Effect of modeled pre-industrial Greenland ice sheet surface mass balance bias on uncertainty in sea level rise projections in 2100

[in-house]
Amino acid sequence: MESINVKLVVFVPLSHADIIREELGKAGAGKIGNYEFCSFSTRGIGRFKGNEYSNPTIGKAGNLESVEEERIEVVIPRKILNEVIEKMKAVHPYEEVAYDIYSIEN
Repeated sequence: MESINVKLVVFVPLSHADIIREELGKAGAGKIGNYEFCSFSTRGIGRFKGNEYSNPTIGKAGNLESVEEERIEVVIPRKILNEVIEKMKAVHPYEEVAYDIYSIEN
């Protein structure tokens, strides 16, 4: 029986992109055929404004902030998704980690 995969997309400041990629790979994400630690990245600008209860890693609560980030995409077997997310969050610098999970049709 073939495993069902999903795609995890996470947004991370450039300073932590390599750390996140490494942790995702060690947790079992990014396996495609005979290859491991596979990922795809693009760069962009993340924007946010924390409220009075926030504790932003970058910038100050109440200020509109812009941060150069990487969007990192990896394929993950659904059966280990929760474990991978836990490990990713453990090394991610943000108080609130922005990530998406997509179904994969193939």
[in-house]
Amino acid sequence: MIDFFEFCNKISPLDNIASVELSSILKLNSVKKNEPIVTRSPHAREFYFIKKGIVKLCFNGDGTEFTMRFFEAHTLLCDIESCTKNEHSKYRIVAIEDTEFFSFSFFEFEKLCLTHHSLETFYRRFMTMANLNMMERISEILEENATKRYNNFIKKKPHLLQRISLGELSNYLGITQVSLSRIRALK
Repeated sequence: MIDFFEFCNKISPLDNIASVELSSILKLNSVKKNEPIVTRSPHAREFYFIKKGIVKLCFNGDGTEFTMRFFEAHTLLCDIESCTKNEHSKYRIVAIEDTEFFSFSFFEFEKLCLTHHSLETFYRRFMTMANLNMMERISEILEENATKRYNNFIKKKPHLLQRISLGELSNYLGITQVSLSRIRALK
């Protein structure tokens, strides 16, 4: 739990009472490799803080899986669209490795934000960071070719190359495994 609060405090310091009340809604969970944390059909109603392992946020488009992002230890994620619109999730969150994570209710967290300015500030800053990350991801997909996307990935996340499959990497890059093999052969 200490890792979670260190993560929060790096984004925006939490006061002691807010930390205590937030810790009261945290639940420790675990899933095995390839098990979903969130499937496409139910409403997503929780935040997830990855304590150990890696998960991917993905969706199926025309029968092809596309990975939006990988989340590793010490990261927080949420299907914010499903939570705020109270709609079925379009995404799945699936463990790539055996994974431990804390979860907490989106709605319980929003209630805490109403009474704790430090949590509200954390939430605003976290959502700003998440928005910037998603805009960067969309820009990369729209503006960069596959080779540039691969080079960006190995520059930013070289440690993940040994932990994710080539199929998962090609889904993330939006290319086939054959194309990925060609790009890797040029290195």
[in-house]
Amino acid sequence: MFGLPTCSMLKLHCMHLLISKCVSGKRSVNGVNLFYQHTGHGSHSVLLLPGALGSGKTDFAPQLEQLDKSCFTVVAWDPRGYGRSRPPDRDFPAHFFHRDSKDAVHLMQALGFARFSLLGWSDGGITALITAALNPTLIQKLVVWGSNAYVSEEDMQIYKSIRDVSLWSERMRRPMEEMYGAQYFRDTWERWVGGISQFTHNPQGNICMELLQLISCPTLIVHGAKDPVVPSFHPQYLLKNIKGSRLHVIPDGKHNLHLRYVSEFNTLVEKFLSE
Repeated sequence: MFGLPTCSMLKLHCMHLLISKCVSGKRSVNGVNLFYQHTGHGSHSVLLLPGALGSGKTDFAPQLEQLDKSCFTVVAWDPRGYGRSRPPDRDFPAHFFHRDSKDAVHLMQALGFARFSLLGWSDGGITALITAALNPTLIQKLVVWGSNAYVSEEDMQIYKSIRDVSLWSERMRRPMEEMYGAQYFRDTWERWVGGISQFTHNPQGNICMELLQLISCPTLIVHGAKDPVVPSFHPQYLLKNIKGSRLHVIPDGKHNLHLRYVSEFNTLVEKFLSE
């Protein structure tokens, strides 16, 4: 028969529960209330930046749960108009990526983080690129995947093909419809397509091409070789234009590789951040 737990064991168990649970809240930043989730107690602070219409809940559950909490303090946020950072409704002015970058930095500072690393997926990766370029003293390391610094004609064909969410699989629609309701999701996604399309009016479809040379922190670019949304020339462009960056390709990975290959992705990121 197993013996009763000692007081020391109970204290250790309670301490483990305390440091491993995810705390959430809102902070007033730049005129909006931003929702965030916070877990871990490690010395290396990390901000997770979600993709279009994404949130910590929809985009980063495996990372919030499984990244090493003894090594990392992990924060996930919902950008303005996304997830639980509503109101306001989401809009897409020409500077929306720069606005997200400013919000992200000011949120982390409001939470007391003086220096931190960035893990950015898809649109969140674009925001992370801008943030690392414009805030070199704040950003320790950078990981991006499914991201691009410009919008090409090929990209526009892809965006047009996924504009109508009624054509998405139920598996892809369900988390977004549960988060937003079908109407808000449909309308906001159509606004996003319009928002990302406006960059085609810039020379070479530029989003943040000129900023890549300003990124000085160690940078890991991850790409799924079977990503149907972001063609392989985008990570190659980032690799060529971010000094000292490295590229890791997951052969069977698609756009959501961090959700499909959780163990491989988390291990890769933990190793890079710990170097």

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Changes to ice sheet surface mass balance (SMB) are going to play a significant role in future sea level rise (SLR), particularly for the Greenland ice sheet. The Coupled Model Intercomparison Project Phase 5 (CMIP5) found that Greenland ice sheet (GIS) response to changes in SMB is expected to contribute 9 ± 4 cm to sea level by 2100 (Fettweis et al 2013), though other estimates suggest the possibility of an even larger response. Modern ice sheet geometry and surface velocities are common metrics for determining a model’s predictability of future climate. However, care must be taken to robustly quantify prediction uncertainty because errors in boundary conditions such as SMB can be compensated by (and therefore practically inseparable from) errors in other aspects of the model, complicating calculations of total uncertainty. We find that SMB calculated using the Community Earth System Model (CESM) differs from established standards due to errors in the CESM SMB boundary condition. During the long ice sheet initialization process, small SMB errors such as these have an opportunity to amplify into larger uncertainties in GIS sensitivity to climate change. These uncertainties manifest themselves in ice sheet surface geometry changes, ice mass loss, and subsequent SLR. While any bias in SMB is not desirable, it is not yet clear how sensitive SLR projections are to boundary condition forcing errors. We explore several levels of SMB forcing bias in order to analyze their influence on future SLR. We evaluate ensembles of ice sheets forced by 4 different levels of SMB forcing error, covering a range of errors similar to SMB biases between CESM and RACMO SMB. We find that GIS SMB biases on the order of 1 m/yr result in 7.8 ± 3.4 cm SLR between 1850 and 2100, corresponding to 100% uncertainty at the 2σ level. However, we find unexpected feedbacks between SMB and surface geometry in the northern GIS. We propose that the use of elevation classes may be incorrectly altering the feedback mechanisms in that part of the ice sheet.